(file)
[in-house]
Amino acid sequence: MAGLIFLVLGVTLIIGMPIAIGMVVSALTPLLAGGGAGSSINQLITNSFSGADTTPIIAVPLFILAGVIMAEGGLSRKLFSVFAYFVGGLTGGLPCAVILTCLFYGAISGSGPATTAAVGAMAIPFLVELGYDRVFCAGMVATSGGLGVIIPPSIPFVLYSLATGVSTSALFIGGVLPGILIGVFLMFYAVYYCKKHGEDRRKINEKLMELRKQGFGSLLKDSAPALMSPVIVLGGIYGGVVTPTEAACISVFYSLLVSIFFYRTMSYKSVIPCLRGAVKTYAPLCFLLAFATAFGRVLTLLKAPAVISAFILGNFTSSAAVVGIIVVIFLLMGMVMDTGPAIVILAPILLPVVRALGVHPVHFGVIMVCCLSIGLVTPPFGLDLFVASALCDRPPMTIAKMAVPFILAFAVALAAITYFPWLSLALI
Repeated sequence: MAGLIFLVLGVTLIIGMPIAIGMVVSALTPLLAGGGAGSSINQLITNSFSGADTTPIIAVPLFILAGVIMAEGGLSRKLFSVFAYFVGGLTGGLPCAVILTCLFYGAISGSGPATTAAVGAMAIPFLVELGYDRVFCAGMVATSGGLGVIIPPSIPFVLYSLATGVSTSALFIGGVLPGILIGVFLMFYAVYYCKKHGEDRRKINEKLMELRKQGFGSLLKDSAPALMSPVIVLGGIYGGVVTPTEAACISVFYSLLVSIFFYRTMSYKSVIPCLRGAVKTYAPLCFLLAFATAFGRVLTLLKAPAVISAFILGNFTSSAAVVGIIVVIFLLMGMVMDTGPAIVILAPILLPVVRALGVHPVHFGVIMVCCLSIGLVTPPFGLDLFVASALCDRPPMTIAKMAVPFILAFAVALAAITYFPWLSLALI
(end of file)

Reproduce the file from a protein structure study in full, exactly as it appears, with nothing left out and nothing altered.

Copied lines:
[in-house]
Amino acid sequence: MAGLIFLVLGVTLIIGMPIAIGMVVSALTPLLAGGGAGSSINQLITNSFSGADTTPIIAVPLFILAGVIMAEGGLSRKLFSVFAYFVGGLTGGLPCAVILTCLFYGAISGSGPATTAAVGAMAIPFLVELGYDRVFCAGMVATSGGLGVIIPPSIPFVLYSLATGVSTSALFIGGVLPGILIGVFLMFYAVYYCKKHGEDRRKINEKLMELRKQGFGSLLKDSAPALMSPVIVLGGIYGGVVTPTEAACISVFYSLLVSIFFYRTMSYKSVIPCLRGAVKTYAPLCFLLAFATAFGRVLTLLKAPAVISAFILGNFTSSAAVVGIIVVIFLLMGMVMDTGPAIVILAPILLPVVRALGVHPVHFGVIMVCCLSIGLVTPPFGLDLFVASALCDRPPMTIAKMAVPFILAFAVALAAITYFPWLSLALI
Repeated sequence: MAGLIFLVLGVTLIIGMPIAIGMVVSALTPLLAGGGAGSSINQLITNSFSGADTTPIIAVPLFILAGVIMAEGGLSRKLFSVFAYFVGGLTGGLPCAVILTCLFYGAISGSGPATTAAVGAMAIPFLVELGYDRVFCAGMVATSGGLGVIIPPSIPFVLYSLATGVSTSALFIGGVLPGILIGVFLMFYAVYYCKKHGEDRRKINEKLMELRKQGFGSLLKDSAPALMSPVIVLGGIYGGVVTPTEAACISVFYSLLVSIFFYRTMSYKSVIPCLRGAVKTYAPLCFLLAFATAFGRVLTLLKAPAVISAFILGNFTSSAAVVGIIVVIFLLMGMVMDTGPAIVILAPILLPVVRALGVHPVHFGVIMVCCLSIGLVTPPFGLDLFVASALCDRPPMTIAKMAVPFILAFAVALAAITYFPWLSLALI